Instead, I took a plate of delicious vegan thai noodles out in the direction of the Outdoor stage, where Big Audio Dynamite was playing. I am only roughly familiar with their oeuvre, and most of that is from hearing Big Audio Dynamite II as a kid, which wasn’t so good—basically Mick Jones sampling his old Clash material and writing songs about ravers that you couldn’t rave to. Well, fuck it, I should have been here instead of at Wire, because B.A.D. was G.O.O.D., even if I couldn’t really get close enough to see more than the big projection screens due to the dense throngs of folks captivated by this performance. I’ve gotta say, the Coachella video capturers were getting great angles, and the chemistry between Mick Jones and Don Letts was contagious even halfway down the polo field. Well played, old men.
There was a solid throng of glow-lit children stretched from the Outdoor stage to the Coachella stage, with no division, and I almost literally waded through them in semi-darkness in an attempt to see Animal Collective. I couldn’t see them, but I did hear them: a lot of the time they did in fact sound like prescient geniuses, though at other times they sounded exactly like the New Radicals’ “You Get What You Give.” And so I figured it was time to see the London Suede.
And I chose right. I remember these gentlemen from the nineties as being dandies in foppy glam wear, and though on the Mojave stage they dressed all in black (more or less looking EXACTLY like the Riverboat Gamblers had at SXSW, they still made up for it in triumphant poses and an excellent usage by singer Brett Anderson of the little monitor platform at stage center: maybe playing in a tent was “camp” enough, ha ha! Anderson is a handsome man—I’d tried and failed to be gay in my youth, but watching his face, which was lithe yet beefy, brown, and with veins popping, like well-marbled pork, I honestly felt like maybe I understood what I’d been missing with this whole dating-dudes thing.
And the energy just kept up! With the Animal Collective and Arcade Fire fans distracted by the main stage, we had a core of enthusiastic Brit-pop fans to adore and roar along for the ride, crowded but not too crowded. Was Suede now the best band of the weekend? Surely each song, from “Killing of a Flash Boy” to a fuck-me-gently rendition of “The Drowners,” was a classic, played better here than in most live footage I’d seen of any Suede era. And when they slowed things down for “The Asphalt World,” I was touched by the sentiment and the melodic bassline, yet also a bit amused by the lyrics about supplying a girl “with Ecstasy.” Has Brett Anderson looked out into a Coachella audience to see how unromantic Ecstasy use can be? I wonder if this is how all drug trends start—one day you’re floating around with slurred giggles drooling out of your mouth on a brand new pill, and the next day the frat boys are spiking their dates’ drinks with it. Arg.
My crew and I headed over to see Daedelus at the Gobi tent, but things were running behind schedule (shocker!) and Raphael Saadiq was on stage, which was AMAZING.
This cat can fucking dance, and he wears the same pants I got at a thriftstore and wore to Seventies day in 1993 (I’m talking serious Jack Nicklaus). He and his band were in final call, let’s-pull-out-the-crazy-on-stage-antics mode, so I didn’t see as much tight soul as I did wailing, audience-fluffing, and balloon dodging (a yellow balloon somehow followed him around the stage like a lost spherical puppy). But fuck it, another great set by another great artist! I’d almost completely forgotten that Gogol Bordello even existed.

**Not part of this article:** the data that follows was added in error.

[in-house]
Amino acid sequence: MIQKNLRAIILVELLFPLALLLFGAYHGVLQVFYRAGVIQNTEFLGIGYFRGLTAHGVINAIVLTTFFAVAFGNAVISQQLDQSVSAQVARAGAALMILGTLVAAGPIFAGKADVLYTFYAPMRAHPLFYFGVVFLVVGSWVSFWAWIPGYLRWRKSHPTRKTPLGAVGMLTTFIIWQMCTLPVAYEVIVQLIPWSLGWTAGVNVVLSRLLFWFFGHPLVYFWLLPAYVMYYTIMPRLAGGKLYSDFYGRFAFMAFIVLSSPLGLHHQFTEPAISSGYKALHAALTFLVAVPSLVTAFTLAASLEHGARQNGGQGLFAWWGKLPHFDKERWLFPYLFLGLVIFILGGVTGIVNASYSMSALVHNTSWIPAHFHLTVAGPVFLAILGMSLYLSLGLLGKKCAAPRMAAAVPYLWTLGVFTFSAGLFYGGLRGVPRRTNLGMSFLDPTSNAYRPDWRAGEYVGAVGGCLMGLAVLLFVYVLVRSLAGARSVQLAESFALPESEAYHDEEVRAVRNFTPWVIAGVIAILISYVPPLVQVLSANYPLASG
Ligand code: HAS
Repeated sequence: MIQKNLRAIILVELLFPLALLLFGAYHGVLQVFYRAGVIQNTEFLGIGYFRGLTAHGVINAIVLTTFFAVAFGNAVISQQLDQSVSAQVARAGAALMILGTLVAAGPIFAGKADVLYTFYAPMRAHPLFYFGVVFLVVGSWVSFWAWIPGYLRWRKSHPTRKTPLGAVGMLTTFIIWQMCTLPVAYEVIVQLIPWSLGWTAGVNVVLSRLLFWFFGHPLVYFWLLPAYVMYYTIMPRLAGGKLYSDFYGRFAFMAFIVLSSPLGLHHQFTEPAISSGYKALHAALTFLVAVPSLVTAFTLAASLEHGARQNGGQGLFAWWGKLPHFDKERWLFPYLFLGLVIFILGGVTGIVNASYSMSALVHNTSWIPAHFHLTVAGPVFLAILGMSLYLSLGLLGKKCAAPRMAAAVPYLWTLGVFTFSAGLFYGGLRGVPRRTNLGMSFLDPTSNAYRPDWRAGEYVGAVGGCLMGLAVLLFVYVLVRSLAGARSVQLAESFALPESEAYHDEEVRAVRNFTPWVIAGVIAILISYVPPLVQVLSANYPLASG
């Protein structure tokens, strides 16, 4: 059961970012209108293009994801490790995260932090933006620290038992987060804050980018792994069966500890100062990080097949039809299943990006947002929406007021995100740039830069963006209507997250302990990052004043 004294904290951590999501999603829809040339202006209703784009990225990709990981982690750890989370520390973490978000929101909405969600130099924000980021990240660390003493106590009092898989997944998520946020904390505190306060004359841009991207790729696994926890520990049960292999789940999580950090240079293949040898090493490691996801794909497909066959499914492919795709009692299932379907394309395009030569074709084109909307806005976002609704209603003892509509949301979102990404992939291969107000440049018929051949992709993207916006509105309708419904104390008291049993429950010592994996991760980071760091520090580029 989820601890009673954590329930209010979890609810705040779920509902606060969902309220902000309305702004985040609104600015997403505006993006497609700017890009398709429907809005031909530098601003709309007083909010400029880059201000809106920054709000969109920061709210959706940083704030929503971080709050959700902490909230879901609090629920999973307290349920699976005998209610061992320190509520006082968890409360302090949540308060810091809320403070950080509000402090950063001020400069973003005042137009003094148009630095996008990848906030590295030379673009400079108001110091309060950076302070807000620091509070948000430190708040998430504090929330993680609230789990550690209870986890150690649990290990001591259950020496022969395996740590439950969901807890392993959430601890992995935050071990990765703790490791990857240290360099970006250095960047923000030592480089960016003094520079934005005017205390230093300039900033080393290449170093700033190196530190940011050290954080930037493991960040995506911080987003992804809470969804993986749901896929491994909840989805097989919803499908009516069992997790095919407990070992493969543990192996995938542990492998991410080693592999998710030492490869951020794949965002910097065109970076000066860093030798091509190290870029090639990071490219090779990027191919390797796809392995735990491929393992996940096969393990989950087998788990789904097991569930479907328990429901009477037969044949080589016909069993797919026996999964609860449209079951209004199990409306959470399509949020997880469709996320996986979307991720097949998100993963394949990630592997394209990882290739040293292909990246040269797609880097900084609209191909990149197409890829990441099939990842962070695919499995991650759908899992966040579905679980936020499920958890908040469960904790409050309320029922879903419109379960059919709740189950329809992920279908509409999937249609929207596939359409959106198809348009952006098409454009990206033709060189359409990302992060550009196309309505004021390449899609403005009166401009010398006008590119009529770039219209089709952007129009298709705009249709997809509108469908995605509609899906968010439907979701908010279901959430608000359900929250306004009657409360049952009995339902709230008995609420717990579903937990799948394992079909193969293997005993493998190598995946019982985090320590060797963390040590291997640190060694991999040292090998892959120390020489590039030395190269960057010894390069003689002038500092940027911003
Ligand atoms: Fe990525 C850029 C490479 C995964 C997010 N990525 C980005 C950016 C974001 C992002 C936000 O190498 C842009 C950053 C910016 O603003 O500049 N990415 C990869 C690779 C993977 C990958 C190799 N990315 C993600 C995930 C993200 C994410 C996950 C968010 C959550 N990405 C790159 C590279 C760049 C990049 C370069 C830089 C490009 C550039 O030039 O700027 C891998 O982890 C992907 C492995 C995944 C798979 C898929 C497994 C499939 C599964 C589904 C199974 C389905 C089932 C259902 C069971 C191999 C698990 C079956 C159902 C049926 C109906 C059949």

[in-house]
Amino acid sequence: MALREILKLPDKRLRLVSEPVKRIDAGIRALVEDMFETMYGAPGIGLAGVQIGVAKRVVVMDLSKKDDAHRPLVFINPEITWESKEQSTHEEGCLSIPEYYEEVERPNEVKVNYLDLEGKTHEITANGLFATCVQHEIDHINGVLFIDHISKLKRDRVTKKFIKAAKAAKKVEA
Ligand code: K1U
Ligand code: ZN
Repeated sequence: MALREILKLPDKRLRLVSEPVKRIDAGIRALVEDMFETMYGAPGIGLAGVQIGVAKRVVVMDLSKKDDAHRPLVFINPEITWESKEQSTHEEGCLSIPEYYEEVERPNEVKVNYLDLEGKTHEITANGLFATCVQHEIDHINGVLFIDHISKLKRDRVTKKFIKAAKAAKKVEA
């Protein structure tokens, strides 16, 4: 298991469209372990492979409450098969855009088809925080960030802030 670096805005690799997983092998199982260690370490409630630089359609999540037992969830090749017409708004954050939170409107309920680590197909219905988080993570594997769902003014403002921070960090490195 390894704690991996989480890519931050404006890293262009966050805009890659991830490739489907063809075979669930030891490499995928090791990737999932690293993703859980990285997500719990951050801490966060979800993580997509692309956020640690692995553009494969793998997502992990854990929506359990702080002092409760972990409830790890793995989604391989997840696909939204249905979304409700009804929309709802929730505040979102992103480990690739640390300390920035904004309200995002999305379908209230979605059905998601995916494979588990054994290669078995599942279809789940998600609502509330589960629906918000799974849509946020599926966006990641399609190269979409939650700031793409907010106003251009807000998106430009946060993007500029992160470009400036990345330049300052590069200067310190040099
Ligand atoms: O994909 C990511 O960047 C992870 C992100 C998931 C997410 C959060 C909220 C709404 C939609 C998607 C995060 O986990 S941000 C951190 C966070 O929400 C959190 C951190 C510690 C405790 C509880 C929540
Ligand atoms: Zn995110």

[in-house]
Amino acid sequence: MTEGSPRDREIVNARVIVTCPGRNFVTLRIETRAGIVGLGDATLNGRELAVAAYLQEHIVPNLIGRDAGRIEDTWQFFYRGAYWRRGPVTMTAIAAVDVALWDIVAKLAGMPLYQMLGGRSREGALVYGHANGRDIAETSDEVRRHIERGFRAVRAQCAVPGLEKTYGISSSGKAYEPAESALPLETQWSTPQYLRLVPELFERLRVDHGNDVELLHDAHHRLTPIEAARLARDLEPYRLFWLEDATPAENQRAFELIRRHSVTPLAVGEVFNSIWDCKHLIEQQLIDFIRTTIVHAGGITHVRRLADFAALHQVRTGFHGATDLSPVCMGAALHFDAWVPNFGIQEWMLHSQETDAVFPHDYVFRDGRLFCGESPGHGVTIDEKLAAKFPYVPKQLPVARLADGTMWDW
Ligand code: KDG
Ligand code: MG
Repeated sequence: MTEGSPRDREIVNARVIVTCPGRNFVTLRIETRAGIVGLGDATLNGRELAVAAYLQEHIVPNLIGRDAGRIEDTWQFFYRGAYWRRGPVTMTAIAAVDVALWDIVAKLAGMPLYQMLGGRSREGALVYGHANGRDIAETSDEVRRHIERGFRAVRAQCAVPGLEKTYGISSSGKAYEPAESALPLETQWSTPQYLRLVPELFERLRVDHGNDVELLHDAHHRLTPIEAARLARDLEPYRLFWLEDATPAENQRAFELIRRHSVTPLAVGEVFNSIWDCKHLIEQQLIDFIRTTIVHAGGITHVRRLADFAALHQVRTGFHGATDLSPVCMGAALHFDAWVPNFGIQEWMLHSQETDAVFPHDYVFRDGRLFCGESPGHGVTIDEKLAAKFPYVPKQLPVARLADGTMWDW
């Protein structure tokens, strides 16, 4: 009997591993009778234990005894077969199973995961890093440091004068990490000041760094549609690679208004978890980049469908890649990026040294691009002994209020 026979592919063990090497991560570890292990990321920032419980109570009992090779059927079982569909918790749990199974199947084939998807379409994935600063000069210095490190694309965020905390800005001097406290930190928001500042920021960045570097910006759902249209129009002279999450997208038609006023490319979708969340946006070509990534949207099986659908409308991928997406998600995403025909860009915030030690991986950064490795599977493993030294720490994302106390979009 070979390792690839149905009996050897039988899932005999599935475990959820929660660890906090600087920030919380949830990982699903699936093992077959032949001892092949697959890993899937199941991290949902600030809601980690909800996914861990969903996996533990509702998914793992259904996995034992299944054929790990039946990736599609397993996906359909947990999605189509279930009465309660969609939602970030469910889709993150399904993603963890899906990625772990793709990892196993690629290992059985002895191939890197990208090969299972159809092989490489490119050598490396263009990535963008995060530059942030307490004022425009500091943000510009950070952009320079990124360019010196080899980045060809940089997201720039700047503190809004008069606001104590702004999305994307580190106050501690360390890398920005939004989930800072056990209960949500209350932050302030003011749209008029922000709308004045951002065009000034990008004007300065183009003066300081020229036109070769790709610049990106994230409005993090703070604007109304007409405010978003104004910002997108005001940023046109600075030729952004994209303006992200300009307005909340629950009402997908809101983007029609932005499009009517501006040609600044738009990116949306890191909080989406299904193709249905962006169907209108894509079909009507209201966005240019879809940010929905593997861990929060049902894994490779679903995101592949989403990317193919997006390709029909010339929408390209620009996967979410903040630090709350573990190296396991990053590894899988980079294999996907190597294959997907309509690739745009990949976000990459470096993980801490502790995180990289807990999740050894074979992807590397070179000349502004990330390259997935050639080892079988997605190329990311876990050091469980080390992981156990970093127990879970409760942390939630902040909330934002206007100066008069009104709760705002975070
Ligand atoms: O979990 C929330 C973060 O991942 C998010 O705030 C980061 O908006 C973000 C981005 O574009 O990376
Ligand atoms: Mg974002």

And then Saadiq ended, and the buildup for Daedelus’ set began. Normally there’s not a lot to do to set up someone like Mr. Darlington—just let him plug his Monome into an iMac and you’re ready to bleep. But no, this time Daedelus had something special, and pretty soon we saw him wheel out three huge walls of crazy-looking mirror segments attached to little hydraulic motors. Theoretically this was called the “ARCHIMEDES” and he’d built it at his parents’ house or some such thing, but would it work?
Indeed it would!
Now, I’m not part of the Plug Research/Daedelus cult that some people fling themselves into madly, partially because D-Dog and I have a long personal history that involves USC, house fires, and dublab: I think of him less as a guy on stage and more as the dude I used to play Bust a Move with at TV Cafe in college while waiting for our $1.95 beans and rice. I just can’t idolize him, but I do adore him, and I loved seeing the thought processes crawl across his face as he strung all his disparate elements together via the Moneme into a mad genius concoction (my favorite sample being from Crystal Waters), the occasional incorrect Monome punch revealed by a bemused smile or a lick on his thumb. He even did something that could in lesser hands signal the death of the beat—a switch to waltz time, and back again, without losing one dancer! And let’s not forget the simple bravery of adding Bjork and Smashing Pumpkins into the mix.
It was such a great set that my crew stayed until the end of Coachella’s evening—a bitter mistake that meant hours stuck in the parking lot going nowhere, while we watched strangers walk to their cars with odd-looking balloons in their hands. Why would anyone buy a soggy plastic ball thingie with an LED light in the middle? Only later did we hear that Arcade Fire had dropped their balls into a gleeful crowd while we’d been looking at our reflections in Daedelus’s wall of wizardry. But who cares! We were just gleeful to have seen so many great artists and that we could catch up on some sleep for the long day ahead of us Sunday.